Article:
Structures of dehydroprenyl-2-arylbenzofuran type MDAAs (Type A, continued)

Fig. 4
figure 4

Structures of dehydroprenyl-2-arylbenzofuran type MDAAs (Type A, continued)

Type A with the diene moiety on ring B (Type A-I)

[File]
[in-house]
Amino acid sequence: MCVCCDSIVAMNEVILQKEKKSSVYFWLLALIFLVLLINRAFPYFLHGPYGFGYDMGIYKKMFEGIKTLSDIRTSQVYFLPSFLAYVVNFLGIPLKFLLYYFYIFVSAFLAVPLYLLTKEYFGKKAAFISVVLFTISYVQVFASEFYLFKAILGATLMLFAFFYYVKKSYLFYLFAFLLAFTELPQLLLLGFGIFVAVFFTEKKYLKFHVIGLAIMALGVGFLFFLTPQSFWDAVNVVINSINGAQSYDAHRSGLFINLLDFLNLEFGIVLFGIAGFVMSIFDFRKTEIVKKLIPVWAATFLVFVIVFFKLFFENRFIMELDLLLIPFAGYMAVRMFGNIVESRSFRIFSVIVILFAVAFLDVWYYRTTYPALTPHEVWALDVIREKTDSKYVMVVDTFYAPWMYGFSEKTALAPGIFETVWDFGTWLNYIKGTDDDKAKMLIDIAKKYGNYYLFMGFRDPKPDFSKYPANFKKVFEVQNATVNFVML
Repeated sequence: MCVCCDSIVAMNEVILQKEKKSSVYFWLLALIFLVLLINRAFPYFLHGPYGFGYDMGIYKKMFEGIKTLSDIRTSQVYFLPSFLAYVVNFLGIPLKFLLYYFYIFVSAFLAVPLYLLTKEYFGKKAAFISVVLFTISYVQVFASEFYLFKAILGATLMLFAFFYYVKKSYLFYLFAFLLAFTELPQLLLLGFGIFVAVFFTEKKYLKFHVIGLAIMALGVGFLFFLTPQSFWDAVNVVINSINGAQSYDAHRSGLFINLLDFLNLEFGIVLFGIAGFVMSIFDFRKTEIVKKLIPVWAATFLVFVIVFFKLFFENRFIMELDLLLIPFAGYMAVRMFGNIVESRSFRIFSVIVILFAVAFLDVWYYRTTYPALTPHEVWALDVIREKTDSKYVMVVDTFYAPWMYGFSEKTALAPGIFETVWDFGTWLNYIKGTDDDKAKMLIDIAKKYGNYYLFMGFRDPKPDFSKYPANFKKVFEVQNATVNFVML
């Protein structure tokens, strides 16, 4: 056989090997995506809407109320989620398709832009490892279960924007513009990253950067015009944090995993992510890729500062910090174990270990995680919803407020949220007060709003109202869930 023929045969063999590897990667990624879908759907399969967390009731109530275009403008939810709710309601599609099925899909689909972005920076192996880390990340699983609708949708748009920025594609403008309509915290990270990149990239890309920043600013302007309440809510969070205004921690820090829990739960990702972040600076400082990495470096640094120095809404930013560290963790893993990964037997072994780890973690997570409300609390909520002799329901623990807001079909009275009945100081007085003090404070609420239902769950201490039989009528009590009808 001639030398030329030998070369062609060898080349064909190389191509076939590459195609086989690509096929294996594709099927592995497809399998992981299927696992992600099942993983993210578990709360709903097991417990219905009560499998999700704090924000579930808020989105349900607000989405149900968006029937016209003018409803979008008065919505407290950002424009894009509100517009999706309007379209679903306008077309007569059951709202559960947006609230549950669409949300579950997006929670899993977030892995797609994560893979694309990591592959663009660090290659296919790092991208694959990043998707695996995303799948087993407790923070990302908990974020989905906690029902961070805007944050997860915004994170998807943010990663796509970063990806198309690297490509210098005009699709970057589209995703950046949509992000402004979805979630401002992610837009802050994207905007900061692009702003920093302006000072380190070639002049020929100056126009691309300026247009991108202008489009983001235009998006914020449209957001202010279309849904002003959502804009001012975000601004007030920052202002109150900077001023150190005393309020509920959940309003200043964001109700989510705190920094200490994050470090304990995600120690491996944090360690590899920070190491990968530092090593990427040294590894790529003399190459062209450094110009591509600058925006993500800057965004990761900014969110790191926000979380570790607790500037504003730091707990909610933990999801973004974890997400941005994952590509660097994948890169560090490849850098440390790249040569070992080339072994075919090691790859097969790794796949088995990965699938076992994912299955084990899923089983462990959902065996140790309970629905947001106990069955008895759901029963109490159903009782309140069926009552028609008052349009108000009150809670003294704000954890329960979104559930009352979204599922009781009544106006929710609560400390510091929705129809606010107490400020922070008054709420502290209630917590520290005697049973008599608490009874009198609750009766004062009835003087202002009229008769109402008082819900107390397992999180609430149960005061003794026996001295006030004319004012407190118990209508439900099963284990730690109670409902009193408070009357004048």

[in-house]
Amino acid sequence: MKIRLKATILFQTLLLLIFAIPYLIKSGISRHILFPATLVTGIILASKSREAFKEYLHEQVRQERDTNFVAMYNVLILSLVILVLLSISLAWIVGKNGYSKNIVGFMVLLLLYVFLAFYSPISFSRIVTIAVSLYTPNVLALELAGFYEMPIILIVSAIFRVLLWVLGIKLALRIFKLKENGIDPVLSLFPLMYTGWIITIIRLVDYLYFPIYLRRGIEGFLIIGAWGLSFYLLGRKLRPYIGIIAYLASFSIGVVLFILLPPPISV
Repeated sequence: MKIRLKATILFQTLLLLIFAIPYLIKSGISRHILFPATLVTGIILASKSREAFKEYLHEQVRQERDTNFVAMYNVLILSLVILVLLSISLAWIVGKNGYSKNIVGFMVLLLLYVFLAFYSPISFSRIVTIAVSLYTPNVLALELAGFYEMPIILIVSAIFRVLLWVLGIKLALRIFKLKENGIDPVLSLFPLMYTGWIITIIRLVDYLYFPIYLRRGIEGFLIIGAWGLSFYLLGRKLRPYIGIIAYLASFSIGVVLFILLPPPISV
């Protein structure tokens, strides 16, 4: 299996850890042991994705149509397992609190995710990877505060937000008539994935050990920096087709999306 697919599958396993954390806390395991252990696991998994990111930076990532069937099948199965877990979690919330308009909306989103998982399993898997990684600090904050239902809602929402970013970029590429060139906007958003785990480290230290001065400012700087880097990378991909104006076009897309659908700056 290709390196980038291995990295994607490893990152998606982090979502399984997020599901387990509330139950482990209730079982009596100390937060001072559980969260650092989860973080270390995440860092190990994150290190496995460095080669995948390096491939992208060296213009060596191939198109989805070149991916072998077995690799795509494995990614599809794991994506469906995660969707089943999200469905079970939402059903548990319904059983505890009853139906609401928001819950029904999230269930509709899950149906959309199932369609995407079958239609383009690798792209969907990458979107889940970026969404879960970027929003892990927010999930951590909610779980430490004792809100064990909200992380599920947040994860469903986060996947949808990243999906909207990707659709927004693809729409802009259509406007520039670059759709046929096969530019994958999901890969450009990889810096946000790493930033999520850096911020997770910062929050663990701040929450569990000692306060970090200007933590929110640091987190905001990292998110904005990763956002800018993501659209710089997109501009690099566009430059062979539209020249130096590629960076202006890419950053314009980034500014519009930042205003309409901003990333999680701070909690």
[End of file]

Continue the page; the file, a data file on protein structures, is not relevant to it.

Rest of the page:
Mulberrofuran J (1) [11], mongolicin F (2) [25], albasin A (3) [14], and morushalunin (4) [26] were the only four type A-I MDAAs with trans–trans configuration found so far. Compound 1 was first isolated from the root barks of the cultivated mulberry tree M. lhou in 1985 by Hirakura et al. [11], and its absolute configuration was determined by the Nomura group in 1988 [12]. Albasin A (3) possessing a prenyl moiety at C-7″ was discovered from the root bark of M. alba [14]. MDAAs with a prenyl group or a modified prenyl group at C-7″ of the methylcyclohexene ring were rare, and only six examples have been reported. The others were macrourin E (60) [19] in type B, multicaulisin (99) [114] in type D, sanggenon G (124) [121], sanggenon T (125) [123], and sanggenol M (126) [122] in type E. Morushalunin (4) [26] isolated in M. alba was one of the only three methylated natural MDAAs, and the others were morbilisin D (36) [39] of the same type A from M. notabilis and kuwanon J 2,4,10"-trimethyl ether (82) [100] of type C from M. alba.